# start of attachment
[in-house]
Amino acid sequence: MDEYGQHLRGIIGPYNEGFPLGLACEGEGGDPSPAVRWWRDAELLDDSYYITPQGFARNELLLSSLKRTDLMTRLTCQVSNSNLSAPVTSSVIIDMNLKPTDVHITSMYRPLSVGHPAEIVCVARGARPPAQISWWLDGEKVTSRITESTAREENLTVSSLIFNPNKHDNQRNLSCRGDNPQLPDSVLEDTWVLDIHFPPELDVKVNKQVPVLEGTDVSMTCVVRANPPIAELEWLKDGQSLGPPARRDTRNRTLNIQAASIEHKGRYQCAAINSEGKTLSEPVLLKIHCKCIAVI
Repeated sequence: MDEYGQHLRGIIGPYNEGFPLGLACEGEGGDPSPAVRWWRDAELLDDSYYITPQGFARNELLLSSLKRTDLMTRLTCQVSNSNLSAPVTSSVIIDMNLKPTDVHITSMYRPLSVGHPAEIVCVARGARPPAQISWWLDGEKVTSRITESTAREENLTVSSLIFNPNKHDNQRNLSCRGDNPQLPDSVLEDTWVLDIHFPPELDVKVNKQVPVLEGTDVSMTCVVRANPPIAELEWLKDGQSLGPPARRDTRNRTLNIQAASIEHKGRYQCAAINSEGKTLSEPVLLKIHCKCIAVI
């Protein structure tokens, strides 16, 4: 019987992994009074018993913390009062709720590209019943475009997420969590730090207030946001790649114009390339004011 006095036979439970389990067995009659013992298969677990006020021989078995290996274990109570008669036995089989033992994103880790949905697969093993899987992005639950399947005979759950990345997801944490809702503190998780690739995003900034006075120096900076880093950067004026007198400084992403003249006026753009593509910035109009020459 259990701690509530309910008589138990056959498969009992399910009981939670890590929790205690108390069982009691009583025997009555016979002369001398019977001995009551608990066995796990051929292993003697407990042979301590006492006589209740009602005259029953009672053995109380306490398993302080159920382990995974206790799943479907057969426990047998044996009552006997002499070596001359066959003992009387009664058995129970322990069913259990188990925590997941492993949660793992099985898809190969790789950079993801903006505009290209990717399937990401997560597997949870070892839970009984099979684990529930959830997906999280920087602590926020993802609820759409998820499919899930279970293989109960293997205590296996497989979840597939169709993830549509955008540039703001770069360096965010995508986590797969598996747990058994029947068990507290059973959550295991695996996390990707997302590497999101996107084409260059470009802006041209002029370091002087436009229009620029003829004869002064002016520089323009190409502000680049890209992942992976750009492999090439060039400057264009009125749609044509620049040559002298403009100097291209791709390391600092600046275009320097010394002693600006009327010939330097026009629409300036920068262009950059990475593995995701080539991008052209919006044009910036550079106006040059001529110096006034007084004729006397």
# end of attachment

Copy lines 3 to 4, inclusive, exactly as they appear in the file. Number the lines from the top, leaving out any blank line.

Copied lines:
Repeated sequence: MDEYGQHLRGIIGPYNEGFPLGLACEGEGGDPSPAVRWWRDAELLDDSYYITPQGFARNELLLSSLKRTDLMTRLTCQVSNSNLSAPVTSSVIIDMNLKPTDVHITSMYRPLSVGHPAEIVCVARGARPPAQISWWLDGEKVTSRITESTAREENLTVSSLIFNPNKHDNQRNLSCRGDNPQLPDSVLEDTWVLDIHFPPELDVKVNKQVPVLEGTDVSMTCVVRANPPIAELEWLKDGQSLGPPARRDTRNRTLNIQAASIEHKGRYQCAAINSEGKTLSEPVLLKIHCKCIAVI
């Protein structure tokens, strides 16, 4: 019987992994009074018993913390009062709720590209019943475009997420969590730090207030946001790649114009390339004011 006095036979439970389990067995009659013992298969677990006020021989078995290996274990109570008669036995089989033992994103880790949905697969093993899987992005639950399947005979759950990345997801944490809702503190998780690739995003900034006075120096900076880093950067004026007198400084992403003249006026753009593509910035109009020459 259990701690509530309910008589138990056959498969009992399910009981939670890590929790205690108390069982009691009583025997009555016979002369001398019977001995009551608990066995796990051929292993003697407990042979301590006492006589209740009602005259029953009672053995109380306490398993302080159920382990995974206790799943479907057969426990047998044996009552006997002499070596001359066959003992009387009664058995129970322990069913259990188990925590997941492993949660793992099985898809190969790789950079993801903006505009290209990717399937990401997560597997949870070892839970009984099979684990529930959830997906999280920087602590926020993802609820759409998820499919899930279970293989109960293997205590296996497989979840597939169709993830549509955008540039703001770069360096965010995508986590797969598996747990058994029947068990507290059973959550295991695996996390990707997302590497999101996107084409260059470009802006041209002029370091002087436009229009620029003829004869002064002016520089323009190409502000680049890209992942992976750009492999090439060039400057264009009125749609044509620049040559002298403009100097291209791709390391600092600046275009320097010394002693600006009327010939330097026009629409300036920068262009950059990475593995995701080539991008052209919006044009910036550079106006040059001529110096006034007084004729006397």